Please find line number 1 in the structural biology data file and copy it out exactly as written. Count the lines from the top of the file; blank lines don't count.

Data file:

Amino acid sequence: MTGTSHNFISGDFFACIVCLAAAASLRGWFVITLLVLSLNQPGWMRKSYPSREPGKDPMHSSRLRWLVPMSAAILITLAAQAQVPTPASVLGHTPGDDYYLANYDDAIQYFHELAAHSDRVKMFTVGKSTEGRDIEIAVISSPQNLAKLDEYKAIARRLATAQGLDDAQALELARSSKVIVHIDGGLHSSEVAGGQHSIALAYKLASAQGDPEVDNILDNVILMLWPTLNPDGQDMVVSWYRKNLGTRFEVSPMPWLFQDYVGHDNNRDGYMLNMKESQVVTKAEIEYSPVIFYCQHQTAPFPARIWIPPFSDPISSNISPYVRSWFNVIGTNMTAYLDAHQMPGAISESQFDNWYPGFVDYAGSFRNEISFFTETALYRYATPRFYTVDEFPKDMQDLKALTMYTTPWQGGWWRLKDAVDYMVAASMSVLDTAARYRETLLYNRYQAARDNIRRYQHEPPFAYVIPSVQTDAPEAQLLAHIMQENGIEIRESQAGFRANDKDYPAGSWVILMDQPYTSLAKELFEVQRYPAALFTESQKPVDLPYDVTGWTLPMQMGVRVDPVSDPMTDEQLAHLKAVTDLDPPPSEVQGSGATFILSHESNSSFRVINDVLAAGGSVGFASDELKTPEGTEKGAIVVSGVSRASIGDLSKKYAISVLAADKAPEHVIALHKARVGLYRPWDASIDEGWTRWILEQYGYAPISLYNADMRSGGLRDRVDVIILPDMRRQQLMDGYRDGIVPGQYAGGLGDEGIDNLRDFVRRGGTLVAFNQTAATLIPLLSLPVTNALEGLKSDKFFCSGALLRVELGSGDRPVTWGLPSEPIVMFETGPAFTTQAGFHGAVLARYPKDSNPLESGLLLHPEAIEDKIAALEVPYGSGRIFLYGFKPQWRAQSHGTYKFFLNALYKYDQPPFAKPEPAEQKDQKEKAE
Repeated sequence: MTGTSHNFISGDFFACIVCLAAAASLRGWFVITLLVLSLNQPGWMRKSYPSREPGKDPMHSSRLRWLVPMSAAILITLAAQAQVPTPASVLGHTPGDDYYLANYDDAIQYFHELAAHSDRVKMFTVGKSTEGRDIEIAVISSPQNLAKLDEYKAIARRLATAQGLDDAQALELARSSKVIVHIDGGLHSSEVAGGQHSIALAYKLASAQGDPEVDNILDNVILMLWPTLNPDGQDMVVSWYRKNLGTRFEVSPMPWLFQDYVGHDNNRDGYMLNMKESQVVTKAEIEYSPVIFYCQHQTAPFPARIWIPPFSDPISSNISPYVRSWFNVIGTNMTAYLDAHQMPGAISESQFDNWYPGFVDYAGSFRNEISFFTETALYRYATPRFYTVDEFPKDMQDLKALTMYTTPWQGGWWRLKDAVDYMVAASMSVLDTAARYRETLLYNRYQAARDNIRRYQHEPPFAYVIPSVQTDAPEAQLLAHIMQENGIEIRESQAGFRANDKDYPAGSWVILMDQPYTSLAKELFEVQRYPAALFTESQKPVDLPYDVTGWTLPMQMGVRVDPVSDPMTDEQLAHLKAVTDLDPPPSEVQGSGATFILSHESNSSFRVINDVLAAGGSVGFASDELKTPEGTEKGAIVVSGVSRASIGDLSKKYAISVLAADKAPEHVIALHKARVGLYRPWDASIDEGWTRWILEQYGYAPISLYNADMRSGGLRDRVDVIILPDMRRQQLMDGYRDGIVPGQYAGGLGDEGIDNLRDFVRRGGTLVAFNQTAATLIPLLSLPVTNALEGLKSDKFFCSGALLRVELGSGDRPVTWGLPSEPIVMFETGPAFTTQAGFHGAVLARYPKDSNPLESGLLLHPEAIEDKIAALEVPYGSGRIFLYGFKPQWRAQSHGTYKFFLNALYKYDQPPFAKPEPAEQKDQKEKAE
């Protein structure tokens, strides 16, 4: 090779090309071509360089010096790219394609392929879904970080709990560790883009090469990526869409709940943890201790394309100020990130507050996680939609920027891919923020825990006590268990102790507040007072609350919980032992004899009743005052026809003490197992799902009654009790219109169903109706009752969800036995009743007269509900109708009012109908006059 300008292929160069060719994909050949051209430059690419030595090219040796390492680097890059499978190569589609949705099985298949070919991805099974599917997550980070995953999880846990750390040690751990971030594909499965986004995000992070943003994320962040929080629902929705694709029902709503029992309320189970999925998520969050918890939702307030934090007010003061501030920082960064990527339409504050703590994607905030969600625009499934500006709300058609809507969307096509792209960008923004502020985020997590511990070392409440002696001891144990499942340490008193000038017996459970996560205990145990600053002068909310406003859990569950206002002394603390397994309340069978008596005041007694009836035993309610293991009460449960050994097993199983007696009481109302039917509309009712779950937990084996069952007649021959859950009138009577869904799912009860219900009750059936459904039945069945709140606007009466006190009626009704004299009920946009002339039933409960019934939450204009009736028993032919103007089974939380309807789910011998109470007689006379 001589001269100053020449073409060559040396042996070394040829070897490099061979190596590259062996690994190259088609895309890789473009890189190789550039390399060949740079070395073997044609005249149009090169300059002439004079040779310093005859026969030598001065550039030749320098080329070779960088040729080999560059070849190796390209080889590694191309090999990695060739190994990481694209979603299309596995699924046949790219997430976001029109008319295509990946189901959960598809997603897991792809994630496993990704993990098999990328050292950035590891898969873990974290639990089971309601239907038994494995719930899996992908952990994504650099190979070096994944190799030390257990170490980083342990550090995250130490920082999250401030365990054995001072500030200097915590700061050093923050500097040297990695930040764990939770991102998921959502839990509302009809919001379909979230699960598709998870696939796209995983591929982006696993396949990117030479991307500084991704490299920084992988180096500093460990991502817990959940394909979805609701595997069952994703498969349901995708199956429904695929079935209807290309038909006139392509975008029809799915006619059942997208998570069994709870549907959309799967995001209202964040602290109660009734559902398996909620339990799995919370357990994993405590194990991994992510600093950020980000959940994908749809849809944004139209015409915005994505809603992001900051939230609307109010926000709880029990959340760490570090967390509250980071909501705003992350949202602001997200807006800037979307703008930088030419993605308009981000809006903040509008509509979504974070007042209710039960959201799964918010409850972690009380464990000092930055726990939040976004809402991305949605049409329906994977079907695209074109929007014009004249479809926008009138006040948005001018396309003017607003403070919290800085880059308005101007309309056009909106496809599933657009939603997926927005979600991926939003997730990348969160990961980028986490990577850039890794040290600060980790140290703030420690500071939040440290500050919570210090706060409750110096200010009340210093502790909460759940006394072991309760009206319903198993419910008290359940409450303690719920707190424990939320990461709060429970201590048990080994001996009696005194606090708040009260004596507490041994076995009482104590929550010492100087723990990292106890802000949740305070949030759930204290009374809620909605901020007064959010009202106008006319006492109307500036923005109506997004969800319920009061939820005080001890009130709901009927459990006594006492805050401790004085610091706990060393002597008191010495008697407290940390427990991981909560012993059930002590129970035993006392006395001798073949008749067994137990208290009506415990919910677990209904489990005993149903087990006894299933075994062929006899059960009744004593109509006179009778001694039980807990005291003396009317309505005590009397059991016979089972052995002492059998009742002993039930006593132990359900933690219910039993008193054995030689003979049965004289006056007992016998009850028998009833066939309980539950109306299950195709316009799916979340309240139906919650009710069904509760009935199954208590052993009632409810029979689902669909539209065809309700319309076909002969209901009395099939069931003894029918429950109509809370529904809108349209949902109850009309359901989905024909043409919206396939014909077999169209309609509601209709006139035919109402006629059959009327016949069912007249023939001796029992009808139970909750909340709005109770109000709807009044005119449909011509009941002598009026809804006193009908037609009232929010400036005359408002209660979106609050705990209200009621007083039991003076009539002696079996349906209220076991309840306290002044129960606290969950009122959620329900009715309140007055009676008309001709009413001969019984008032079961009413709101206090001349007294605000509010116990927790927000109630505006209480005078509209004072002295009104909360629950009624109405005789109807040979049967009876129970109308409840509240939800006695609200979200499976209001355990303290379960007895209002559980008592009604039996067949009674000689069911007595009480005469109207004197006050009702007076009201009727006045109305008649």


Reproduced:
Amino acid sequence: MTGTSHNFISGDFFACIVCLAAAASLRGWFVITLLVLSLNQPGWMRKSYPSREPGKDPMHSSRLRWLVPMSAAILITLAAQAQVPTPASVLGHTPGDDYYLANYDDAIQYFHELAAHSDRVKMFTVGKSTEGRDIEIAVISSPQNLAKLDEYKAIARRLATAQGLDDAQALELARSSKVIVHIDGGLHSSEVAGGQHSIALAYKLASAQGDPEVDNILDNVILMLWPTLNPDGQDMVVSWYRKNLGTRFEVSPMPWLFQDYVGHDNNRDGYMLNMKESQVVTKAEIEYSPVIFYCQHQTAPFPARIWIPPFSDPISSNISPYVRSWFNVIGTNMTAYLDAHQMPGAISESQFDNWYPGFVDYAGSFRNEISFFTETALYRYATPRFYTVDEFPKDMQDLKALTMYTTPWQGGWWRLKDAVDYMVAASMSVLDTAARYRETLLYNRYQAARDNIRRYQHEPPFAYVIPSVQTDAPEAQLLAHIMQENGIEIRESQAGFRANDKDYPAGSWVILMDQPYTSLAKELFEVQRYPAALFTESQKPVDLPYDVTGWTLPMQMGVRVDPVSDPMTDEQLAHLKAVTDLDPPPSEVQGSGATFILSHESNSSFRVINDVLAAGGSVGFASDELKTPEGTEKGAIVVSGVSRASIGDLSKKYAISVLAADKAPEHVIALHKARVGLYRPWDASIDEGWTRWILEQYGYAPISLYNADMRSGGLRDRVDVIILPDMRRQQLMDGYRDGIVPGQYAGGLGDEGIDNLRDFVRRGGTLVAFNQTAATLIPLLSLPVTNALEGLKSDKFFCSGALLRVELGSGDRPVTWGLPSEPIVMFETGPAFTTQAGFHGAVLARYPKDSNPLESGLLLHPEAIEDKIAALEVPYGSGRIFLYGFKPQWRAQSHGTYKFFLNALYKYDQPPFAKPEPAEQKDQKEKAE